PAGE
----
My theory, which is mine, is that the New York Times understands the practical problems of identity politics and fear that fmr Trump advisor Stephen Bannon was correct in identifying identity politics as a tempting, but fatal trap for a losing Democratic Party.

While the Gray Lady has been running a series trying to re-contexualize the communist past, it has been running columns like the Mike Lilla op-ed that he turned into a book-length critique of identity politics.  And it was the New York Times, of all outlets, that published a column comparing the thinking of identity politics icon Ta-Nehisi Coates to that of alt-right weasel Robert Spencer.

What can possibly compete with the revolutionary, romantic radicalism of identity politics?  Communism.  And Tracincki was right in noting that Millennials have been made open to it by out awful left-leaning educational system (and in fairness, a Wall Street panic not seen in decades).  And thus the Times leaps forward to re-educate the lumpenproletariat on the coolness of communism.

Mind you, the NYT’s seeming preference for a totalitarian ideology focused on class instead of race may be entirely practical, not principled.  Progressive politics have long had the qualities of a protection racket, wherein the more revolutionary agitators play the “bad cop” while the center-left establishment plays the “good cop” that saves capitalism (albeit less and less of it as the years pass).

But the Times may see Pres. Trump’s upset victory as demonstrating that Clintonian neoliberalism doesn’t motivate the Democratic base and that white identity politics may trump left-wing identitarianism.  The NYT may see a rejection of identitarianism as necessary now for Dems to not lose quite so many working-class whites that they lose political power.  If that means that a fresh coat of paint has to be airbrushed onto the disgraceful history of communism, so be it.

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Harvey & Milo & Roger & Me

I started off yesterday thinking I might write about the decades of sex harassment allegations against movie honcho Harvey Weinstein.  As the day wore on, I thought I might write about the documentation of how much the alt-right was encouraged at Breitbart.  And at the end of the day, I decided to write about both stories, and the string of sex harassment scandals at Fox News Channel that started with Roger Ailes.

What I think about is the fact that in any of the above stories, the scandal tended to be an open secret, that people beyond the victims knew something was rotten, but said nothing because of the power imbalances at work.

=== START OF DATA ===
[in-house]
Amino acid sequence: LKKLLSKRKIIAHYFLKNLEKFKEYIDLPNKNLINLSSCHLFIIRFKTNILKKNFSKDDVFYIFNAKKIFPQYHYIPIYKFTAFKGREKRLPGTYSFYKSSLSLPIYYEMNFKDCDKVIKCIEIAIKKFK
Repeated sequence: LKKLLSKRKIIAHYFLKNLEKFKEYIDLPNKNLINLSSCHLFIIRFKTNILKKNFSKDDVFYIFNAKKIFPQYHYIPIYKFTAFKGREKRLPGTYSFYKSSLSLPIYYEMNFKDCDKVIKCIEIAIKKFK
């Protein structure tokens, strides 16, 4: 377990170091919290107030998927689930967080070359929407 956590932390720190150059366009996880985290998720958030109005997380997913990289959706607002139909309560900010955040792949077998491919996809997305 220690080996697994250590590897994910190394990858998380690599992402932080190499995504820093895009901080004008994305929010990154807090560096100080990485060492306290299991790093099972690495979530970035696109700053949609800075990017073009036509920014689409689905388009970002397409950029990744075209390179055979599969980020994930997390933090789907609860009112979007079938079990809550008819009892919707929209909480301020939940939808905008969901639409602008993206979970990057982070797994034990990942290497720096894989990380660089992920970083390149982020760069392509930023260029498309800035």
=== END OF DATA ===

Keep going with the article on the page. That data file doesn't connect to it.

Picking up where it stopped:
I think about Ailes not getting busted until he wronged someone with degrees from Stanford and Oxford, who had an immensely wealthy husband.  I think about Weinstein not getting busted until his company started falling on hard times after a string of flops.  I think about the Breitbart crowd not getting busted until someone decided to do an anonymous document dump.  The circumstances often have to turn out just so for exposure to occur.

I think about Jonah Goldberg’s periodic reminders that when Lord Acton said power corrupts, he was really referring to how it corrupts those who want to be close to power.  I think about — as I do periodically — Michael Brendan Dougherty’s 2010 column about the problem righty media folk often face: sell out to the movement or sell out the movement. 

I think about the role donors play in conservative media, even if it’s never affected me (afaik).  They’re a big deal in ideologically left media also, I suppose (I can think of a case or two).  But I don’t assume Breitbart is the only place where donors’ views seem to matter, even if their influence elsewhere is more subtle, indirect, or simply anticipated.

And I think of how, in any business that depends on relationships and networks, maintaining those relationships may cause people to go easy on each other.  It’s not even mercenary in many cases.  People are always easier on their friends or political allies than their rivals or enemies.  We humans are flawed.

I think about how at least one center-left outlet giving the Weinstein story big, outraged coverage is rumored to have plenty of skeletons in its closet, which go unpublicized for center-left versions of the reasons listed above.  Plenty of outlets, plenty of rumors, really.